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Messages - Leggy

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I don't say this very often but after Wednesday's spectacle it was a pleasure to see a balanced display from Anthony Taylor.  West Ham could well have had a penalty though it probably fell within the ubiquitous "not a clear and obvious error" category much beloved of VAR - I can think of one referee who wouldn't have hesitated to give it.  Rhodri (I think) should have had a yellow card for a pull back where advantage was played. 
Other than that I can think of a handful of free kicks which seemed to me to have more to do with exaggerated reaction to minimal contact than the severity of the challenge.  Simulation seems to be a part of the game now.  Whether Taylor was more perceptive than the Latvian or whether Porto - who appeared to have been schooled in the dark arts by Lord Voldermort himself - were simply more adept is a matter of opinion.

If you play advantage for a foul that would be classed as stopping a promising attack, you cannot go back and caution the player - new rule for this season!

If that's true its a nonsense.  Correction - another nonsense.

I couldn't lip read, but it has triggered me thinking that (and whilst women don't want to be treated differently from men I do think that the women's game is generally less physical) women's football could advance from 2 cards.
A yellow card - you've been warned that you're 1 card away from spending time on the naughty step.
An orange card - results in 10 minutes on the naughty step, either because it's a 2nd yellow or it's "worse" than yellow but not red.
A red card - dismissal, either because it's a 3rd yellow or 2nd orange or (obviously) serious foul play.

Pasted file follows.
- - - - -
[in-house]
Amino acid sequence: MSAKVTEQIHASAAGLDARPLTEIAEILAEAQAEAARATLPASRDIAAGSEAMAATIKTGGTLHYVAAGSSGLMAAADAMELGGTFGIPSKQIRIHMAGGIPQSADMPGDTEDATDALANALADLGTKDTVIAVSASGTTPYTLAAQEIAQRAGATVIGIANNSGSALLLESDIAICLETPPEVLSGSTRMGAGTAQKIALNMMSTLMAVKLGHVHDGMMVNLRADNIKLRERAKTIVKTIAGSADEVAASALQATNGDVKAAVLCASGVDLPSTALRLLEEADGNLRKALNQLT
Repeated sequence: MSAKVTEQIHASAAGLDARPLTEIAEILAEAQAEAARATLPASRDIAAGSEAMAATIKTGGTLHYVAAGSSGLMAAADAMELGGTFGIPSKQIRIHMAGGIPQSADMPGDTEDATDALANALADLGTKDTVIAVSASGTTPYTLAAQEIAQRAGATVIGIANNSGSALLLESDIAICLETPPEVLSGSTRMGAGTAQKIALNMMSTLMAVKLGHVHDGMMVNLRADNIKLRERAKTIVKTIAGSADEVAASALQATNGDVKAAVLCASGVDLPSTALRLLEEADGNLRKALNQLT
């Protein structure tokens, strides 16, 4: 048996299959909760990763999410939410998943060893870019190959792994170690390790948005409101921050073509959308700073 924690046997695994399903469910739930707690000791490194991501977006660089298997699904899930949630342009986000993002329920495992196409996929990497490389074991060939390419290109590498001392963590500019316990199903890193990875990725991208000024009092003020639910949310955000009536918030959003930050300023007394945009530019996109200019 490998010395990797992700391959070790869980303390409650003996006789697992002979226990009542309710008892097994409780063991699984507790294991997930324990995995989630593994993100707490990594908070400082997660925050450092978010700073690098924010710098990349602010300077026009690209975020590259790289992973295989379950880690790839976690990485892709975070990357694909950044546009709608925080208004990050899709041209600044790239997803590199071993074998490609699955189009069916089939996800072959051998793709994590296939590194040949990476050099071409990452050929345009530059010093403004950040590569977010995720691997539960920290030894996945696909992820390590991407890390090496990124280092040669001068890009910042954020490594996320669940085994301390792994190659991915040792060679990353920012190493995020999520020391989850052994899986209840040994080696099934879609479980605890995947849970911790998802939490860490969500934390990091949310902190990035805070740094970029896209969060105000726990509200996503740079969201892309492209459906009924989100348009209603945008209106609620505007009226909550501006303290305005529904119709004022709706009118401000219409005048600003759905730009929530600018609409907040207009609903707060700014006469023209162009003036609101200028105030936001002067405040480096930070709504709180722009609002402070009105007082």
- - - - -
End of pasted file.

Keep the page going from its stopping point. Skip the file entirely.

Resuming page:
Most women players would, I think, want to play 11 v 11 unless something is warranted.
Perhaps the difficult aspect of this is DOGSO - personally I'd prefer orange to red unless there's serious foul play - for other sports (such as rugby & hockey) the advantage of having 10 minutes against reduced opposition does usually result in a benefit to the non-offending team.
Whilst the crowds are away (or significantly reduced) there are so many potential low-lying fruit which once harvested would really improve football for all concerned. And there's no real reason why a stand-alone competition couldn't trial law changes at any stage of the season. If VAR can be brought in at the latter rounds for instance ...... so can other law changes, or are my spectacles too tinted?

I think a 3 card system would be too complicated, subjective and lead to even more arguments etc. than we have now.

And errors .....

General Discussion / Re: Merseyside Derby
« on: Sun 18 Oct 2020 10:39 »
Liverpool have asked for an explanation on the VAR decisions for today, specifically looking at 3 areas.

  • Why no review and subsequent action on Pickford chall?
  • Which part of Mane's body deemed offside?
  • At what moment did VAR decide to freeze-frame?

Source - https://www.skysports.com/football/news/11669/12106875/liverpool-ask-premier-league-to-investigate-var-decisions-during-draw-at-everton

1st part is easy - VAR protocol does not factor it in.  To determine if it was a penalty/red the first thing to establish was whether he was offside or not. As he was then the check effectively ends as there can be no penalty. Hopefully if nothing else it will lead to another review of the VAR protocol as it currently stands and it will be extended to allow for review to determine if there is a red card offence that follows despite the offside ruling out a penalty. There has to be more common sense allowed to be used, imo. For me this is exactly what VAR should be looking at instead of seeing if a toenail or eyelash or something equally ridiculous is 0.1mm offside!